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Singapore plans new multi-asset, open and closed ended investment vehicle


Added on 24/03/2017

The moves were introduced at today’s Investment Management Association of Singapore’s 20th Anniversary Conference, where IMAS proposed a move to offset the cost of companies issuing sustainability-oriented ‘green’ bonds and announced that is also consulting on its plans to introduce a new type of investment into the region, via its new Singapore Variable Capital Company, or S-VACC model, reports International Investment.

Singapore’s Asset Management Industry was also told that if its bid to rebuild public trust in its investment industry is to be successful, then sustainable or ‘green’ investments could be the best route to success.

In his keynote address at the IMAS Conference, held at the Ritz Carlton in Singapore, Nicholas Hadow, chairman of IMAS, outlined the plans adding that sustainable investing is key to be able to “innovate and add value to investors”.

Hadow added that MAS and IMAS are looking at corporate structures for investments to add to three types of structures currently used by investment funds in Singapore, namely unit trusts, companies formed under the Companies Act, and limited partnerships and announced the launch of a public consultation into a new Singapore Variable Capital Company, or S-VACC offering.

Variable investment solution

“At this conference last year, we said that MAS and ACRA were exploring the feasibility of introducing a new corporate structure for investment funds, to accommodate open-ended investment companies,” he said. “These entities allow for the entry and exit of capital at any time, through the issuance of new shares and redemption of existing shares.

“MAS will be launching a public consultation today, to solicit feedback on the new corporate structure, which is called the Singapore Variable Capital Company, or S-VACC. The S-VACC will complement our existing corporate structures with one that is tailored for investment funds.”

The S-VACC proposes to allow asset managers to further consolidate their operations in Singapore, by domiciling more of their funds here alongside their fund management activities.

“We believe this will spur demand for fund-servicing activities such as accounting, legal, custody and tax in Singapore, therefore creating more jobs in the broader professional services sector,” said Hadow.

Flexibility

“In addition, S-VACC provides greater flexibility and cost efficiency to asset managers,” he said. “It allows for both open-ended and close-ended fund structures. It allows for investments across all asset classes, and may be used by both retail and private funds. S-VACCs can be listed and unlisted and invest in a wide range of asset classes, which will open up more options for retail investors to purchase shares in S-VACC funds, and invest beyond unit trusts.

“S-VACC will also allow asset managers to harness economies of scale, by consolidating administrative functions at the umbrella fund level. This means that sub-funds, with varying risk levels, different investment objectives and classes of investors can be housed together under the same umbrella as a single legal entity,” said Hadow.

The broad outlines of this proposed S-VACC structure are in a consultation document which MAS will be releasing after today’s event.

Green Bond Grants

IMAS said that it recognises that green bond issuers may have to bear additional costs as they engage external reviewers to ascertain their green bond status. The Green Bond Grant scheme will be able to offset 100% of the cost of obtaining an external review for green bonds for qualifying issuances, up to S$100,000 per issuance, it said.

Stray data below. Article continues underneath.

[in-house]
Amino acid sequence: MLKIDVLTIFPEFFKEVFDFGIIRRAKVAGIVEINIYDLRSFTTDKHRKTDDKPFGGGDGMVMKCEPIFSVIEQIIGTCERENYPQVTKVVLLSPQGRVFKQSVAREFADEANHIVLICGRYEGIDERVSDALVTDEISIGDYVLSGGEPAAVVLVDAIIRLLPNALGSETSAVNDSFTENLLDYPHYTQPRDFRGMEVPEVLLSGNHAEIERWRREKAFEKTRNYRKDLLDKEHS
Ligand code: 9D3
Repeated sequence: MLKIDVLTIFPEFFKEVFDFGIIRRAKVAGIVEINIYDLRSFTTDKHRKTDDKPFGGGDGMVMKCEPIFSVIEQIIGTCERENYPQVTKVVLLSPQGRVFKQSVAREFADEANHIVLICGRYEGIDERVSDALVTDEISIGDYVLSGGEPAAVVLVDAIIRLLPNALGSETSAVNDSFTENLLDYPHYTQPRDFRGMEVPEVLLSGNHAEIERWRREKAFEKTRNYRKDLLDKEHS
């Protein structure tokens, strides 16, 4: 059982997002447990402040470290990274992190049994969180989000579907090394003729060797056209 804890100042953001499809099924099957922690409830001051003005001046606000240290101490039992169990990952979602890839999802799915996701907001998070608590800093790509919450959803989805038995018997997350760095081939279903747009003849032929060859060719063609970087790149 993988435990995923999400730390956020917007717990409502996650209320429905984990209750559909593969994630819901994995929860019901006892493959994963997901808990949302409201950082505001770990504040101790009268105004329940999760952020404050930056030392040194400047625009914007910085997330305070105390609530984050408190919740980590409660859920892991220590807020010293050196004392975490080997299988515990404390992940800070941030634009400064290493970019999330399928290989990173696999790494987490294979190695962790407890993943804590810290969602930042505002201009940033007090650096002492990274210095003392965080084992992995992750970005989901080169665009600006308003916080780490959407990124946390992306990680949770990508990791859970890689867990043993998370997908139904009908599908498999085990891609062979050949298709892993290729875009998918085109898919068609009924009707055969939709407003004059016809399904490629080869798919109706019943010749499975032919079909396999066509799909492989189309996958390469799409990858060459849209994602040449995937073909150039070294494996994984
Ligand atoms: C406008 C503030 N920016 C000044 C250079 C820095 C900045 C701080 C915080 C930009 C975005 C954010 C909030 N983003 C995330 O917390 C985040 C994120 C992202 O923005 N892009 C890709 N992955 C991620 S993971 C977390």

Green bonds are debt instruments with proceeds earmarked for projects with environmental benefits, such as those to reduce greenhouse gas emissions. The global green bond market has grown rapidly over the years, reaching more than US$80bn (S$112bn) in 2016, and they are now starting to take off in Asia.

“Investors everywhere are allocating more capital to sustainable businesses, and integrating sustainability factors into their investment requirements,” added Hadow. “A recent study by Morgan Stanley found that more than 70% of investors surveyed were interested in sustainable investments.

“At the same time, there is growing evidence that good sustainability practices are also good for business, and can have a positive impact on companies’ stock prices. Conversely, poor sustainability practices in companies can translate into operational risks, and pull down the business in the long term.”

Complacency warning

Hadow finished by saying that he believed that Singapore has made “good progress” as a financial centre, but warned against complacency and urged asset management houses to continue in their bid to regain investors trust after a series of financial scandals and the 2008 crash.

“We should not rest on our laurels,” he said. “We have to build on the progress we have made over the last 20 years to reach greater success for our asset management industry.  At the heart of asset management is a simple relationship of trust.”

Hadow, added that investors everywhere have higher expectations of returns and are “getting fussier” on fees, while at the same time, competing funds and products, including index instruments, which in some cases are outperforming managed funds at lower fees.

“This means that asset managers must up their game, and offer real value-for-money to investors to serve as long-term savings vehicles,” he said. “The asset management industry and the financial sector on the whole, is on a journey towards better public trust and confidence. It is important that we work even harder towards this goal, through greater consumer education, enhanced disclosure and fair dealing.